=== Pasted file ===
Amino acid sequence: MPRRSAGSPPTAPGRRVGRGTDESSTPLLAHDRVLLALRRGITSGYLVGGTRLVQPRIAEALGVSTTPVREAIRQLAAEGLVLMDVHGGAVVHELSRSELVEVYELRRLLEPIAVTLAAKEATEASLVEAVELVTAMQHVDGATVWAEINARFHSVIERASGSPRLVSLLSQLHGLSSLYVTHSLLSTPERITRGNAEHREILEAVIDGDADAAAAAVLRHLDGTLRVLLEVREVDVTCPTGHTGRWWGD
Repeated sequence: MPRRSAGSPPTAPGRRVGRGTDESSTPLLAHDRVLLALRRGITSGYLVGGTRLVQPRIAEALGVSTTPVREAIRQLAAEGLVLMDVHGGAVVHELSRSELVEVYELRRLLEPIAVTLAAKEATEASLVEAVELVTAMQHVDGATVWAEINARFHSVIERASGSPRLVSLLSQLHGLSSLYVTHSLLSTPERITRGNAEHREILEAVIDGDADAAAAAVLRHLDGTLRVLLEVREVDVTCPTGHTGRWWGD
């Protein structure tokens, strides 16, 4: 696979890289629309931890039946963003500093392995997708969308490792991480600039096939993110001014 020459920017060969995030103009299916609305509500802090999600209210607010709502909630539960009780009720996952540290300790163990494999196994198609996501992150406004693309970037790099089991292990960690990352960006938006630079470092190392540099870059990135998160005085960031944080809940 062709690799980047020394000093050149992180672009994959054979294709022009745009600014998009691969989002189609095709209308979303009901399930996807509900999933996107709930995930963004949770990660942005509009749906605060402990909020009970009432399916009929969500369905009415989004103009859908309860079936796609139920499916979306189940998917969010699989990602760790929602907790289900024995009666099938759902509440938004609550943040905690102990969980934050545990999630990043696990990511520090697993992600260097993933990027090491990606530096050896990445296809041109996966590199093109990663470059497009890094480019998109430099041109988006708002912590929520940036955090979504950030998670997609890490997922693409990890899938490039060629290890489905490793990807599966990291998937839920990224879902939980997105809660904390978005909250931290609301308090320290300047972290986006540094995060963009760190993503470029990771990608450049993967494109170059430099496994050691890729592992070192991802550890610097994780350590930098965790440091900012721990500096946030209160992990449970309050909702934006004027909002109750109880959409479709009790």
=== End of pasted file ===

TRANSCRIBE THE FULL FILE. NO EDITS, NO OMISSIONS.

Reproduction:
Amino acid sequence: MPRRSAGSPPTAPGRRVGRGTDESSTPLLAHDRVLLALRRGITSGYLVGGTRLVQPRIAEALGVSTTPVREAIRQLAAEGLVLMDVHGGAVVHELSRSELVEVYELRRLLEPIAVTLAAKEATEASLVEAVELVTAMQHVDGATVWAEINARFHSVIERASGSPRLVSLLSQLHGLSSLYVTHSLLSTPERITRGNAEHREILEAVIDGDADAAAAAVLRHLDGTLRVLLEVREVDVTCPTGHTGRWWGD
Repeated sequence: MPRRSAGSPPTAPGRRVGRGTDESSTPLLAHDRVLLALRRGITSGYLVGGTRLVQPRIAEALGVSTTPVREAIRQLAAEGLVLMDVHGGAVVHELSRSELVEVYELRRLLEPIAVTLAAKEATEASLVEAVELVTAMQHVDGATVWAEINARFHSVIERASGSPRLVSLLSQLHGLSSLYVTHSLLSTPERITRGNAEHREILEAVIDGDADAAAAAVLRHLDGTLRVLLEVREVDVTCPTGHTGRWWGD
């Protein structure tokens, strides 16, 4: 696979890289629309931890039946963003500093392995997708969308490792991480600039096939993110001014 020459920017060969995030103009299916609305509500802090999600209210607010709502909630539960009780009720996952540290300790163990494999196994198609996501992150406004693309970037790099089991292990960690990352960006938006630079470092190392540099870059990135998160005085960031944080809940 062709690799980047020394000093050149992180672009994959054979294709022009745009600014998009691969989002189609095709209308979303009901399930996807509900999933996107709930995930963004949770990660942005509009749906605060402990909020009970009432399916009929969500369905009415989004103009859908309860079936796609139920499916979306189940998917969010699989990602760790929602907790289900024995009666099938759902509440938004609550943040905690102990969980934050545990999630990043696990990511520090697993992600260097993933990027090491990606530096050896990445296809041109996966590199093109990663470059497009890094480019998109430099041109988006708002912590929520940036955090979504950030998670997609890490997922693409990890899938490039060629290890489905490793990807599966990291998937839920990224879902939980997105809660904390978005909250931290609301308090320290300047972290986006540094995060963009760190993503470029990771990608450049993967494109170059430099496994050691890729592992070192991802550890610097994780350590930098965790440091900012721990500096946030209160992990449970309050909702934006004027909002109750109880959409479709009790």